Low-Water Planting in San Francisco, California

by Cassandra McCullersAugust 17, 2017

The mild winters and dry summers in neighborhoods like the Richmond District around San Francisco can be a real dream, offering some of our nation’s most comfortable year-round climate for everyone from young families to retirees. While the climate can be wonderful for people, it can take a bit of planning when thinking about your garden and landscaping. Different areas of the United States get different levels of annual rainfall and daily sun, so it’s always important to keep in mind which plants are native your region and which may need to be avoided. But regardless of your local climate, plants that conserve water or are drought-resistant can make really good sense, allowing your landscaping to survive any long vacations your family may take and the normal fluctuations in rainfall over time.

San Francisco is part of the greater “Coastal Sage Scrub” plant community of Southern California, which runs from San Francisco and Lafayettedown through parts of San Diego and inland as far as Riverside. Generally speaking, most manzanitas, ceanothus, and sages do well in these areas. The climate is known for dry summers and mild, wet winters, with rainfall that can range from nearly zero inches a year to sudden downpours of six or more inches in just one hour. As a result, native plants have developed a number of strategies to cope with dry conditions punctuated by occasional flooding.

via Landscap Exclusive

Often called “xeriscaping,” or planting a low-water landscape reduces water usage by 60% or more compared to traditional gardens, reduces maintenance time and cost, reduces waste and pollution and even provides habitats for local wildlife when native plants are used! And a drought-resistant yard does not mean limiting yourself to cacti and succulents – there is a tremendous variety of lovely plants and vibrant landscaping options that really thrive in dry climates. Native plants have evolved over thousands of years specifically to exist in that exact environment. After all, they’ve survived just fine before humans showed up with their garden hoses and water sprinklers. Remember though, when selecting your plants, it’s always important to check your neighborhood and city regulations on lawns and gardens, to see if there are any restrictions.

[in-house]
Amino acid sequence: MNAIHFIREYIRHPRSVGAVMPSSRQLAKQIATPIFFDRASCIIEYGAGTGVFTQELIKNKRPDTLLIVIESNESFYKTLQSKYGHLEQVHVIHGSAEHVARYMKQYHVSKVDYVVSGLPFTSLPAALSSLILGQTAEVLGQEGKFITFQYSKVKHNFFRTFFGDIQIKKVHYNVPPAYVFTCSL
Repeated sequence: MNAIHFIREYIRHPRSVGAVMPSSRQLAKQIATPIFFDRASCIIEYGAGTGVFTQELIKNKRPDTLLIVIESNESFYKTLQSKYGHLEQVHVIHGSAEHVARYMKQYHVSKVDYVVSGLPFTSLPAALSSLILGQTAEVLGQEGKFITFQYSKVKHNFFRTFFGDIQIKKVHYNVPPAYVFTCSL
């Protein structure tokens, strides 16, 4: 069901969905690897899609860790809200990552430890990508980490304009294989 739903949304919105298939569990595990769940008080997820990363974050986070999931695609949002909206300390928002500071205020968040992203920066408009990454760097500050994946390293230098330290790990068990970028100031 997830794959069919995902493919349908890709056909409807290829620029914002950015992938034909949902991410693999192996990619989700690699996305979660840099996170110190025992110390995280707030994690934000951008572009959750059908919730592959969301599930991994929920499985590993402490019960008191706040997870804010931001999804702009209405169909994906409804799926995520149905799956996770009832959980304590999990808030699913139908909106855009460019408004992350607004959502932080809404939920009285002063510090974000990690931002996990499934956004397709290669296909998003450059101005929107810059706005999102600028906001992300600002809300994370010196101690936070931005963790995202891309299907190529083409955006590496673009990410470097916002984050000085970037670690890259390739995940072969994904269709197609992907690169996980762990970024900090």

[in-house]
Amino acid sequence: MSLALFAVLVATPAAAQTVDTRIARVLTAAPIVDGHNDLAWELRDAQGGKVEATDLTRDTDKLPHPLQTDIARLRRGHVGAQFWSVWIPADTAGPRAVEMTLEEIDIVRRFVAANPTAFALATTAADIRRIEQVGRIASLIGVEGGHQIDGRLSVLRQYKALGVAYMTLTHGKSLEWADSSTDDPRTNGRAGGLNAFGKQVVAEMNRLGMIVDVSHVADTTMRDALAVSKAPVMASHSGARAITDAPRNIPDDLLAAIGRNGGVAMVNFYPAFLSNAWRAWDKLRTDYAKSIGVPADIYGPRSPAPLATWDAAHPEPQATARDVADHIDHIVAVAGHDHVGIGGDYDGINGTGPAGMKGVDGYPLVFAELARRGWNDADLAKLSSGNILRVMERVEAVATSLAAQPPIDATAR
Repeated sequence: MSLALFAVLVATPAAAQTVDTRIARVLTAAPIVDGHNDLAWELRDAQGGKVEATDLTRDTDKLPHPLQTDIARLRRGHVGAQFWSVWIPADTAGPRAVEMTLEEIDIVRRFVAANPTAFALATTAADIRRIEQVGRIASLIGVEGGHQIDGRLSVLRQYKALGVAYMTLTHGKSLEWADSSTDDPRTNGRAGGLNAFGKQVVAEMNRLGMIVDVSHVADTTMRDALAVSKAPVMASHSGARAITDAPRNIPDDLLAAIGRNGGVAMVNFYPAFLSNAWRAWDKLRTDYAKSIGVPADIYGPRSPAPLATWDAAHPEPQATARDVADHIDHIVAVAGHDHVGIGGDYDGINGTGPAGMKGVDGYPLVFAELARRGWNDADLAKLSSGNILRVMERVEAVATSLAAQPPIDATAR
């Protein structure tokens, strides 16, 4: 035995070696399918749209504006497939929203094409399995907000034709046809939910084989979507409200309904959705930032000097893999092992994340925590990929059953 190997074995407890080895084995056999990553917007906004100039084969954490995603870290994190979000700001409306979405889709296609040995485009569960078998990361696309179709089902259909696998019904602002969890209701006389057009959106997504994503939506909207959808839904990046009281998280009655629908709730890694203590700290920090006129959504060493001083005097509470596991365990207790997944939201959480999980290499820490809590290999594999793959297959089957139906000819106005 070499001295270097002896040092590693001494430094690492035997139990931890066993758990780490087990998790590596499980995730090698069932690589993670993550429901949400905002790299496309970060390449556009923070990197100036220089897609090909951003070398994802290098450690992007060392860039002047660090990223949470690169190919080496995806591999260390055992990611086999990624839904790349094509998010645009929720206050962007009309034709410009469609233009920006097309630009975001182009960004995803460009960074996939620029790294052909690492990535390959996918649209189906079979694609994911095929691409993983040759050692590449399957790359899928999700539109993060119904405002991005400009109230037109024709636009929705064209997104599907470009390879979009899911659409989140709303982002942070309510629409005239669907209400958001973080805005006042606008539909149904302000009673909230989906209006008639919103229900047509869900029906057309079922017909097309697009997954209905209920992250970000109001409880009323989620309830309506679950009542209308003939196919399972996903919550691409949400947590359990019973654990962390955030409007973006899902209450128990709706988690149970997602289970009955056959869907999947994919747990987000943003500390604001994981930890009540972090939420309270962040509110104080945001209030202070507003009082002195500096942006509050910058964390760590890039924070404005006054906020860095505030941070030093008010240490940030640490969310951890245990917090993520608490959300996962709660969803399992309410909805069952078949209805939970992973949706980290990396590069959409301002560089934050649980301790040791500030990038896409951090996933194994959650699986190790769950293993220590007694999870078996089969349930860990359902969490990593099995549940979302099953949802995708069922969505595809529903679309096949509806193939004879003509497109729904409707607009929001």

Another critical factor to keep in mind is your neighborhood’s specific micro-climate. California has different micro-climates that often operate in close proximity to each other. Plants living in coastal areas can pick up a lot of moisture from the early morning fogs that roll in from the bay. Many inner coastal plants and some desert species have evolved as parts of a collaborative, cycling moisture among themselves for better water management over long-periods. Good lawn maintenance is very important as weeds can be a real enemy to these systems. Weeds are notoriously greedy and don’t share their water resources with neighboring plants.

In addition to selecting drought-resistant plants, there are other ways you can conserve water to keep your water bills low. These include using drip irrigation or irrigation by hand rather than sprinklers, mulching, mixing compost with the soil (although some plants will do poorly with composted soil and prefer sandy soils,) using a smart mix of companion plants that will share resources and avoiding watering during the heat of the day. Automatic systems should be set to run at night or in the early morning to minimize evaporation. Also consider using terraces or groundcover shrubs if you are on a slope to reduce runoff and erosion.